packs dominated by young more likely to attack domestic stock (inexperience)
may breed earlier and produce more pups in exploited population
growing pups have greater energy requirements and must consume more
If an alpha, or leading parent, is killed by human influences, there will more likely be dispersing wolves. Territories may dissolve. Learning of young pups or juveniles may be lost (the chance to pass on important information is taken or disrupted). This can lead to cause an alteration in social behaviour eg. cooperative hunting techniques, reuse of den sites.
Dr.’s Gordon Haber, Chris Darimont, Paul Paquet, John Theberge and Linda Rutledge are among several wolf biologists whom urge that conservation of wolves and ecosystems requires managing the species at the level of the family unit. This will require maintaining not only viable populations, but also naturally-functioning populations where “fitness is likely to be optimized when evolutionary adaptation is driven by natural rather than artificial (i.e. human mediated) selection pressures” (Rutledge et al 2010 and personal communication).
The stability of wolf packs may be as important to their role as a keystone species as population size, but this critical factor is not often considered in conservation-management plans for wolves in North America.
Wallach et al. (2009) indicated that the longer an area was allowed to recover from lethal control of dingos, the more they returned to using indicators of social stability (scent marking and howling). These indicators for social communication were lost in areas with high persecution.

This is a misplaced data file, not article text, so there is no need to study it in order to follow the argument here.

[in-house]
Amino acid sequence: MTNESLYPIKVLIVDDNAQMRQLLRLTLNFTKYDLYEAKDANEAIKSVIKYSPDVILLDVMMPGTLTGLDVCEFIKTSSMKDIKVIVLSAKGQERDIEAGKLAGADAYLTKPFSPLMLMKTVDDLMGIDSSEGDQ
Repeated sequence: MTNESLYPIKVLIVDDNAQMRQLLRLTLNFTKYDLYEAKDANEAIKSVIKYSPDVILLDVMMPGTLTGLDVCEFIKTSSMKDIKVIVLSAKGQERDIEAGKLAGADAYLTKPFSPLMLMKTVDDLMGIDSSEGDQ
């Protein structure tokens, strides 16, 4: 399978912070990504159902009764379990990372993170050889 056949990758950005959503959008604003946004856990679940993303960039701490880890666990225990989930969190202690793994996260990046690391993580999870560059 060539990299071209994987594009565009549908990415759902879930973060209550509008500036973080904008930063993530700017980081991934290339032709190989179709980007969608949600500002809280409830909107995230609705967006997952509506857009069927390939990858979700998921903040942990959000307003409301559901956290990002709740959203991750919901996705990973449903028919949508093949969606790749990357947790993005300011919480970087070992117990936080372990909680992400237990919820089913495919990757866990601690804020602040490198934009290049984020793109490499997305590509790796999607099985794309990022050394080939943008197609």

(Note; scent marking through urine, scat, ground raking communicates pack size and composition, individual social and breeding status, and helps define territory).
Rutledge et al. (2010) provided evidence through research on Eastern wolves in Agonquin provincial park (following implementation of Buffer Zones 2001) combining ecological and genetic data to show that reducing human-caused wolf mortalities (through hunting and trapping) restored the natural structure of wolf packs (kin-based families) without a marked increase in population (natural mortality replaced human caused deaths).
Groups stopped recruiting ‘foreigners” when not exploited and Rutledge and team saw a reduction in unrelated adopted animals in 17 packs (80% pre-ban unrelated vs. 6% post-ban unrelated) (Rutledge et al 2010).
provides evidence that even protected areas can act as sinks if not large enough, and with non-stable social units less able to adapt to evolutionary changes and function in ecological role (fitness benefits accompany social unit, experience and learning are important).